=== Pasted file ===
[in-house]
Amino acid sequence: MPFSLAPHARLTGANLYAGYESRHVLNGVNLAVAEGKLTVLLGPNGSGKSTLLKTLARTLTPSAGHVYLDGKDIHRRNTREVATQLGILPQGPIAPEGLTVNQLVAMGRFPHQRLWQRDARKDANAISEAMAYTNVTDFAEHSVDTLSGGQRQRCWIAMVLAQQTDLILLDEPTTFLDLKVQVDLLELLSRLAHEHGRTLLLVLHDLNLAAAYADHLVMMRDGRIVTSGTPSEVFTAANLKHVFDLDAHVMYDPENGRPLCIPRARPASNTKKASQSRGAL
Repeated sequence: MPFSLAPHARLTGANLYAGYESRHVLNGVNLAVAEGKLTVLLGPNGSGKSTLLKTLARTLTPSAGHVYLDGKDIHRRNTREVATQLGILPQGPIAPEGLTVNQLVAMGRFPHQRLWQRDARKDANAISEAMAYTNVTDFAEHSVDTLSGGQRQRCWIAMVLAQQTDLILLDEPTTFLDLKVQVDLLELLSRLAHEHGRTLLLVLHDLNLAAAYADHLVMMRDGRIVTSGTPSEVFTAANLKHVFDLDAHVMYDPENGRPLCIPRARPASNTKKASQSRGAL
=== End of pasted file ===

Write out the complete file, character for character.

[in-house]
Amino acid sequence: MPFSLAPHARLTGANLYAGYESRHVLNGVNLAVAEGKLTVLLGPNGSGKSTLLKTLARTLTPSAGHVYLDGKDIHRRNTREVATQLGILPQGPIAPEGLTVNQLVAMGRFPHQRLWQRDARKDANAISEAMAYTNVTDFAEHSVDTLSGGQRQRCWIAMVLAQQTDLILLDEPTTFLDLKVQVDLLELLSRLAHEHGRTLLLVLHDLNLAAAYADHLVMMRDGRIVTSGTPSEVFTAANLKHVFDLDAHVMYDPENGRPLCIPRARPASNTKKASQSRGAL
Repeated sequence: MPFSLAPHARLTGANLYAGYESRHVLNGVNLAVAEGKLTVLLGPNGSGKSTLLKTLARTLTPSAGHVYLDGKDIHRRNTREVATQLGILPQGPIAPEGLTVNQLVAMGRFPHQRLWQRDARKDANAISEAMAYTNVTDFAEHSVDTLSGGQRQRCWIAMVLAQQTDLILLDEPTTFLDLKVQVDLLELLSRLAHEHGRTLLLVLHDLNLAAAYADHLVMMRDGRIVTSGTPSEVFTAANLKHVFDLDAHVMYDPENGRPLCIPRARPASNTKKASQSRGAL